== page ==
In a story that feels like something out of Black Mirror, a man has created a speaking and artificially intelligent virtual robot to act and talk like his deceased father.
Before James Vlahos lost his father John to lung cancer in February 2017, he recorded dozens of hours of conversations. These included stories and jokes told by his father. Once transcribed, the text totalled 91,000 words across 203 pages.
Called Dadbot, the artificial intelligence (AI) system operates through Facebook Messenger, the chat platform used by bots developed by brands to interact with customers. The bot can hold written conversations based on the text collected by Vlahos, and occasionally play a recording of his father telling a joke or singing a song.
"I think I have found a better way to keep my father alive," Vlahos, a journalist, wrote in Wired magazine.
At first Vlahos intended the 200 pages of transcripts to go no further than a bookshelf at home. But he then discovered PullString, an artificial intelligence company made up of former Pixar staff who want to create technology enabling conversations between real, living humans and fictional characters, or people who have died.
Vlahos was initially conflicted over developing the Dadbot, over fears it would "simply fail in a way that cheapens our relationship and my memories. The bot may be just good enough to remind my family of the man it emulates – but so far off from the real John Vlahos that it gives them the creeps".
'Building a robust, knowledgeable Dadbot'
The bot's conversations structure was based around a simple architecture, beginning with a short exchange around a greeting, then moving on to discuss one of various chapters of Vlahos' father's life. As an economics graduate from Berkeley, sports editor of The Daily Californian, a managing partner of a major law firm, an announcer in the press box of Berkeley's Memorial Stadium, an actor and a volunteer San Francisco tour guide, there is plenty of subject matter to discuss.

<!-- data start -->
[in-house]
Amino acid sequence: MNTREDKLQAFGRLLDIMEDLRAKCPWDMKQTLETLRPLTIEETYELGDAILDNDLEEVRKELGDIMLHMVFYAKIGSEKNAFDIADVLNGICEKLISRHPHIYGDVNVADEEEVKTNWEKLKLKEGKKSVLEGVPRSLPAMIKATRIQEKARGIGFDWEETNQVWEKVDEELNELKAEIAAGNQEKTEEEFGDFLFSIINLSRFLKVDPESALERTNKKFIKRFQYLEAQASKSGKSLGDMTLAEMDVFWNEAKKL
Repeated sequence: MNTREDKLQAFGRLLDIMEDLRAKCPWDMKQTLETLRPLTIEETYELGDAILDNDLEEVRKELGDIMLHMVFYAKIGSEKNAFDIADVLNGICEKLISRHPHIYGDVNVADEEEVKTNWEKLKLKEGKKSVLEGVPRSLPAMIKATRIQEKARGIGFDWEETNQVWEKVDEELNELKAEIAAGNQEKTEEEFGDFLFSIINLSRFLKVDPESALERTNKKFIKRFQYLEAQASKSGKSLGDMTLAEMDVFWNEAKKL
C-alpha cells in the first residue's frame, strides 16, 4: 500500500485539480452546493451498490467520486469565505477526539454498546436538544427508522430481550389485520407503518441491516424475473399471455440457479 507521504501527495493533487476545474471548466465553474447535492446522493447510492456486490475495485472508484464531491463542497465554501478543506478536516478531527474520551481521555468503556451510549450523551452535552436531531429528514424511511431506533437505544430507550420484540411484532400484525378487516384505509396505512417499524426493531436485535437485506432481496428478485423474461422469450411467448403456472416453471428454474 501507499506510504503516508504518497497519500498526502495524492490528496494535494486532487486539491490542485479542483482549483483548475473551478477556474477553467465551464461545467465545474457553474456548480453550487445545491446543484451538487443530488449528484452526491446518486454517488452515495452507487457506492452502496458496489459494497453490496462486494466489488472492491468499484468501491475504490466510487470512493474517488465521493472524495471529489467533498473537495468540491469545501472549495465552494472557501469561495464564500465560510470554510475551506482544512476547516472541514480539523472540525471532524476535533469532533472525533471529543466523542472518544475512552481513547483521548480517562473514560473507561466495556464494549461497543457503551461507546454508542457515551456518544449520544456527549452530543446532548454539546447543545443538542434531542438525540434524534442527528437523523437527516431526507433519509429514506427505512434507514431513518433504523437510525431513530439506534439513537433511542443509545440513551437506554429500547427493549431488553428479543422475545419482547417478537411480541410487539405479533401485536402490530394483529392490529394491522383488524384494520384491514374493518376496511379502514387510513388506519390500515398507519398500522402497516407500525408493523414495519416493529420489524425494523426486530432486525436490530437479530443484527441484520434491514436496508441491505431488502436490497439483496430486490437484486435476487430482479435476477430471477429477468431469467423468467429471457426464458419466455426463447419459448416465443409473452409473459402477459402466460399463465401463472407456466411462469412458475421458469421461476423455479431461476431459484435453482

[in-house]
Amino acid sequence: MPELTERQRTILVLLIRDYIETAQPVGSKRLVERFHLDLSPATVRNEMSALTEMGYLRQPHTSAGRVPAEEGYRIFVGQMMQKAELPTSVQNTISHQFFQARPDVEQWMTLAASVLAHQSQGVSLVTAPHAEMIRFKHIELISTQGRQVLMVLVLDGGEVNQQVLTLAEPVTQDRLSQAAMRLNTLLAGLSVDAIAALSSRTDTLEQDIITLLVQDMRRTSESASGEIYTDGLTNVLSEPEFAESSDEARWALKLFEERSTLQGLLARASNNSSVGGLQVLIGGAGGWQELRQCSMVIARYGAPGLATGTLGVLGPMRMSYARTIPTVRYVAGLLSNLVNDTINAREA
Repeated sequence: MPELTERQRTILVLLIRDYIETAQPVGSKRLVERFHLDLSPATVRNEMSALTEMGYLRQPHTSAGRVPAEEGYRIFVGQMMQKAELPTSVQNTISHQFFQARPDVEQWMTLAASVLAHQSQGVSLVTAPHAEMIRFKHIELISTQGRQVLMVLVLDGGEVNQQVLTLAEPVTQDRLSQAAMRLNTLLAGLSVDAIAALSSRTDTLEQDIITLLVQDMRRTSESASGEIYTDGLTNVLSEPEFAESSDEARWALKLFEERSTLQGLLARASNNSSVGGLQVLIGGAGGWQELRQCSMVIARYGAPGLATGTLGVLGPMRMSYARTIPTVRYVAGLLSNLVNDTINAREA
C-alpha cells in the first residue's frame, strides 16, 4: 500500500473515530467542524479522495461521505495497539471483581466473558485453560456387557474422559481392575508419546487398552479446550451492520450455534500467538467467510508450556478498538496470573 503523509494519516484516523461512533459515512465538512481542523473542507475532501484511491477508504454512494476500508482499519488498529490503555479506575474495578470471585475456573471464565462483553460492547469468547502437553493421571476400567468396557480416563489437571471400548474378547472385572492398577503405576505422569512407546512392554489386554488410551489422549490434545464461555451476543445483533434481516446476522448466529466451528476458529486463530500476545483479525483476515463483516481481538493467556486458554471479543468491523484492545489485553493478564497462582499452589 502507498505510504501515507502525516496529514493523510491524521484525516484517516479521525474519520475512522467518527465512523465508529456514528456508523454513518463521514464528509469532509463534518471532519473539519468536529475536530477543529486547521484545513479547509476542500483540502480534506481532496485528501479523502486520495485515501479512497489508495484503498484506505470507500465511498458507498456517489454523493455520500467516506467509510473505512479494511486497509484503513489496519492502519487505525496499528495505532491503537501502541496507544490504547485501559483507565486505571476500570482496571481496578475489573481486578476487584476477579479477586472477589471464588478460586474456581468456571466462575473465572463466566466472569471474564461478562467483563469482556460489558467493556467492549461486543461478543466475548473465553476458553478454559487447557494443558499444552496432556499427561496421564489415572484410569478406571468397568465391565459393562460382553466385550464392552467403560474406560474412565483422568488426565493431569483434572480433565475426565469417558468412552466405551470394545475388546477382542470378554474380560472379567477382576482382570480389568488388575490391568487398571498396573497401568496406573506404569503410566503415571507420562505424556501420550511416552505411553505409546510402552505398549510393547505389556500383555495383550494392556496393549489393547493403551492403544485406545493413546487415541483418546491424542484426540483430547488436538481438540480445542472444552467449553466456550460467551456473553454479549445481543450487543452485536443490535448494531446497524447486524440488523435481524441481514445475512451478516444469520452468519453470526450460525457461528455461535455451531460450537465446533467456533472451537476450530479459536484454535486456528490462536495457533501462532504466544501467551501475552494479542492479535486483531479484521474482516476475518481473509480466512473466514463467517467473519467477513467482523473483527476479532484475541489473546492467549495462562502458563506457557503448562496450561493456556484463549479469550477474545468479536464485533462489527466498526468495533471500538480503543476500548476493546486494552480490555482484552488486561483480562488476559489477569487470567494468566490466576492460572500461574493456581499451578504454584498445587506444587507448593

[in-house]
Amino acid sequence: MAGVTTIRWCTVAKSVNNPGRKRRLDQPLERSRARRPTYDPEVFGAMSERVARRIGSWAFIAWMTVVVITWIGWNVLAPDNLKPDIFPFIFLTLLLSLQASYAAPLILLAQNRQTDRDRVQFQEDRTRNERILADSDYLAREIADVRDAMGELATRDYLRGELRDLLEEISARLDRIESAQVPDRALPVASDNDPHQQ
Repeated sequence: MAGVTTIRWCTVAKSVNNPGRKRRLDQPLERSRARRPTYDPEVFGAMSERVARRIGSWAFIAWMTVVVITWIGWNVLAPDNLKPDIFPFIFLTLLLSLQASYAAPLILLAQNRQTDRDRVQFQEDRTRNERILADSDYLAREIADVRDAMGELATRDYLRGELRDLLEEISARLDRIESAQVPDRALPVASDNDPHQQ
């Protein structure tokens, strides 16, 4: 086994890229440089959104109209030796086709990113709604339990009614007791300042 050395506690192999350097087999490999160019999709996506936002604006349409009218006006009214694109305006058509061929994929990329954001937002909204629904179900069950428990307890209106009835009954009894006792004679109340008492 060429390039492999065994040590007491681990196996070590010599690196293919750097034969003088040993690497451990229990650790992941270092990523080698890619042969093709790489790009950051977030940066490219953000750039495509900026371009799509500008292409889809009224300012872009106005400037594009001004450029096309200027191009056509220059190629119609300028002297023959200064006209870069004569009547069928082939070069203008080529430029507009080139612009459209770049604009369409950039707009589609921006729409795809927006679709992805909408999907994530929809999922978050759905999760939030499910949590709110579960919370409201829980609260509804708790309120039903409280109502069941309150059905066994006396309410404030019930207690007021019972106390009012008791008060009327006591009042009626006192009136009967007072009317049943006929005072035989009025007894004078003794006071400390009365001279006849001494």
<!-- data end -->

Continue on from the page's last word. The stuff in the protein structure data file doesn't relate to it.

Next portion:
Vlahos spent months writing scripts for the chatbot to use in every scenario, using phrases gathered from the transcriptions of his father's conversations. The Dadbot has been programmed to sometimes take the lead in conversations, and adjust its answers based on how the other person says they are feeling.
PullStrings then added a feature where audio replies can be added into conversations, giving Vlahos the chance to take clips of his dad's stories and add them to the bot's growing roster of answers.
When tested by his mother, the Dadbot showed how it understands who it is talking to, and will then bring up memories the two of them have shared, such as holidays together from decades ago.
After his father's passing, Vlahos surprised himself with a growing desire to keep working on the chatbot, perfecting it and making it seem more human. Vlahos writes: "As an AI creator, I know my skills are puny. But I have come far enough, and spoken to enough bot builders, to glimpse a plausible form of perfection. The bot of the future, whose component technologies are all under development today, will be able to know the details of a person's life far more robustly than my current creation does...[it] will even be emotionally perceptive."
Speaking to the As It Happens show on CBC Radio, Vlahos said of using the Dadbot: "It either brings a smile to my face and a warm feeling sometimes, and at other times it brings a tear to my eye... It can make him feel closer sometimes, or I can be painfully aware that I'm talking to a computer program that I created that very clearly is not him."